Stunning debut by Tom Winter. Meet Albert and Carol, two lost souls, brought together through a series of unforgettable letters.
It started with a letter ...
It's hard for Carol to admit her failings. Unhappy in her marriage and with a teenage daughter who will barely converse with her, she feels trapped. So she puts pen to paper; well, it seems less daunting than airing her thoughts aloud. She isn't expecting anyone to read her letters, so she doesn't address them. Instead, she marks them with a smiley face and pops them in the post box.
Albert's retirement day at Royal Mail looms and he's given one final task; organise the 'lost letters' that have been piling up in a room behind the sorting machine. Amongst the letters addressed to Santa, he arrives at one with a smiley face drawn in place of an address. Albert opens the letter, unaware that in doing so his world would never be the same again.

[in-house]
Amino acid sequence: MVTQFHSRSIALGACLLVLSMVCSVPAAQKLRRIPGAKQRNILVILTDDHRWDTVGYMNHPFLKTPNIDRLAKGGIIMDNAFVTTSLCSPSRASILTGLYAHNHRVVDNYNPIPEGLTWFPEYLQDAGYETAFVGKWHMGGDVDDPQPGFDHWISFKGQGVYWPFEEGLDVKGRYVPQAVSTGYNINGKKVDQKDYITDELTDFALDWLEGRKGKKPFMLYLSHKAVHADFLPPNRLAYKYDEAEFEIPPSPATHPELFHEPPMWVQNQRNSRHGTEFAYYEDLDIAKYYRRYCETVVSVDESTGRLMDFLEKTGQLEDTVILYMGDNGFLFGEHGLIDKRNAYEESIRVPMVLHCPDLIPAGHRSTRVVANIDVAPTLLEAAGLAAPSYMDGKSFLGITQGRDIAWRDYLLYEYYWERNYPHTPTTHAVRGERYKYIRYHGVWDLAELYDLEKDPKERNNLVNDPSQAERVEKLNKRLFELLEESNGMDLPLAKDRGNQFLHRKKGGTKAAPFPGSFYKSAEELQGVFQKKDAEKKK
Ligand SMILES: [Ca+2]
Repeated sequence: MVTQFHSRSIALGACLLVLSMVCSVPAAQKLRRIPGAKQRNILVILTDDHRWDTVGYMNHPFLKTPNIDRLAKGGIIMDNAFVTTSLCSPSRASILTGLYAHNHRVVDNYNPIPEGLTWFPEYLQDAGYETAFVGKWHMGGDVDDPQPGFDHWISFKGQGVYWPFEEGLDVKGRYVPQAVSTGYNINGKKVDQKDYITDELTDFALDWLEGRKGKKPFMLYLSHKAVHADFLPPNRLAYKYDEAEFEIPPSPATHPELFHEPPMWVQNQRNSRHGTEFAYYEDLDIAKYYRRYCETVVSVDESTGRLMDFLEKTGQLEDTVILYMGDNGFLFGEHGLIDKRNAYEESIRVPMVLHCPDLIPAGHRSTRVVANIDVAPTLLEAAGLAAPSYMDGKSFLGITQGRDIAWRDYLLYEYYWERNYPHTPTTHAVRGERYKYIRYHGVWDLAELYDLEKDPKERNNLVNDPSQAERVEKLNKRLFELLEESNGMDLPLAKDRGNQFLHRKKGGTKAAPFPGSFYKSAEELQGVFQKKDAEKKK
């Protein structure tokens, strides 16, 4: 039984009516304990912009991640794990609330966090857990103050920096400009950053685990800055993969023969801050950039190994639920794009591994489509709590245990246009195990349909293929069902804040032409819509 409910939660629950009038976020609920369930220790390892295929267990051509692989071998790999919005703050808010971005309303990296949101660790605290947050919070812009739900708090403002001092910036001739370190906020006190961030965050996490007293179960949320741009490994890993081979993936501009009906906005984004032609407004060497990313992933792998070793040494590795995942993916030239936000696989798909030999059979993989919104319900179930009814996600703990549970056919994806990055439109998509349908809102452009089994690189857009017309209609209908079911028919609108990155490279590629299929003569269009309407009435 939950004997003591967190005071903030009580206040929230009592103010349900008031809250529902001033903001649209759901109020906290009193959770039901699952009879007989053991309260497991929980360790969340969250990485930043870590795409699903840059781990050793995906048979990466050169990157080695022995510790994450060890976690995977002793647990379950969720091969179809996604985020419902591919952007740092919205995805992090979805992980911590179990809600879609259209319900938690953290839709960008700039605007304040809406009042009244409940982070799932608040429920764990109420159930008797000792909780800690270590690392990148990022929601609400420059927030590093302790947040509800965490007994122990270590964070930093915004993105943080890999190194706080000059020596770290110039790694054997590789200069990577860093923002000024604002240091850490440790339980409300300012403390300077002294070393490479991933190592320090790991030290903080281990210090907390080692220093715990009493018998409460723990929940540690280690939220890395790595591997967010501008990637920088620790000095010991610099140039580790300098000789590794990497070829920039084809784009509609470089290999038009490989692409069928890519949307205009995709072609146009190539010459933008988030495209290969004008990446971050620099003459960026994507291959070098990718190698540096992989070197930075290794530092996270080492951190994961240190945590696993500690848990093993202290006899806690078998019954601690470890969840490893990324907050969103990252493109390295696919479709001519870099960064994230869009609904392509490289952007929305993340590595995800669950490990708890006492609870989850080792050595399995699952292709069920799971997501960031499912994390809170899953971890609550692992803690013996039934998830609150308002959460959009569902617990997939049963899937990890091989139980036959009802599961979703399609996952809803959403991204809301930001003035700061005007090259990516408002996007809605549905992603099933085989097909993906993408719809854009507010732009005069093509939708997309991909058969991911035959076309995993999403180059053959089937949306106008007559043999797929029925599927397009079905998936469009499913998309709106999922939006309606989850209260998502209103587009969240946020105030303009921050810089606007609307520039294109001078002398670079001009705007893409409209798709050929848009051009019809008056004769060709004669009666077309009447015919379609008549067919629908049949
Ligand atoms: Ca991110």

Tom Winter is a British writer living in Berlin. Lost and Found is his first novel. He's currently working on his next book.
Witty, off-beat and moving ... Tom Winter delights with a deadpan turn of phrase. — Daily Mail
A keenly observed book about loneliness and longing ... Winter makes the reader not only smile, but pause and, in the final line, shed an appropriate tear about what it means to be given a second chance. — The Lady
A touching tale, full of pathos and laugh-out-loud moments. — Candis
Set against the bleak backdrop of London suburbia and blackly comic, this is an easy read and a gentle tale of the everyday but no less moving for it, perhaps because of it. — NewBooks magazine
'Original and surprising ... it left me glowing.' — Saga
'Winter's style is chatty and his wit gentle, but he has a sharp enough edge to avoid sentimentality.' — BookOxygen.com
'I laughed out loud ... this book's one to keep.' — TheBookbag.co.uk
This is a black comedy full of wit and deadpan humour...Spiky and charming, bleak and heart-warming at the same time — Mail on Sunday
This is an easy, if poignant, read with delicate (and sometimes more biting) touches of humour — The Herald